5. Home schooling under attack. In New Hampshire, the state Supreme Court has decided that a home schooled girl must attend public school. The girl lived with her mother who has home-schooled the girl for the past few years. The girl’s father (parents are divorced) wanted her to attend public schools.

While I do not home-school my two boys, it was something that we had thought about several times over the years.  We just never had the guts to pull the trigger and, speaking only for myself, have regretted that decision. Many of the home-schooled children that I have met are academically superior to public schooled kids, and that notion they are not socially integrated has been proven to me to be quite false.


1. Is a caliphate in its infancy?  The link here is just one story of all of what is going on in the Middle East. Tunisia, Egypt, Jordon, Syria, Bahrain, Oman, Libya, and now Yemen are all going through revolutionary convulsion right now. In nearly all of these cases, the Muslim Brotherhood or al Qaida might very well have their hands in the mix. While not all of the governments that are either falling or in trouble have ties to the West, most were at least moderate. The same cannot be said of the people in the streets that are rising up.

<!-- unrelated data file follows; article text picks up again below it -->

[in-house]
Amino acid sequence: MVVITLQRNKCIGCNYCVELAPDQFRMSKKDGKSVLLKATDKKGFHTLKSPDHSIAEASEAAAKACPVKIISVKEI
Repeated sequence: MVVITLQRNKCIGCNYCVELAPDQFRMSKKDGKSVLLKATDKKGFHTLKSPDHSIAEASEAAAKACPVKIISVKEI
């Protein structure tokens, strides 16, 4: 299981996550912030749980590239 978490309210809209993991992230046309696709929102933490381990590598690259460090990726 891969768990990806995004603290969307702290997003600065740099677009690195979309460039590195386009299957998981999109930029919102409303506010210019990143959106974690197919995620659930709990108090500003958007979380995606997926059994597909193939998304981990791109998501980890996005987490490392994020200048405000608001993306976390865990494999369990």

2. Germany set to turn off all nuclear power. Germany has been working under a plan for the last several years to shut down all nuclear power plants over the next 25 years or so. Due to the on-going issues with the nuclear reactor in Japan, the German government has decided to accelerate the shut down process. Hundreds of billions of dollars will be required to replace nuclear power (generates 23% of Germany’s power) with renewable energy sources. Other than a significant increase in costs to consumers, no one is quite sure where the money will come from.

3. Gates and Buffett urge charity. While speaking with the newly rich in India, Bill Gates and Warren Buffett suggested to them to give to charity to help the impoverished in their country. This is a very good idea. I am not a big fan of Buffett’s call for increased taxes, but charity is one wise way to spend all the extra money they earn. Charitable foundations, when run correctly, can do things with a dollar than the government cannot do.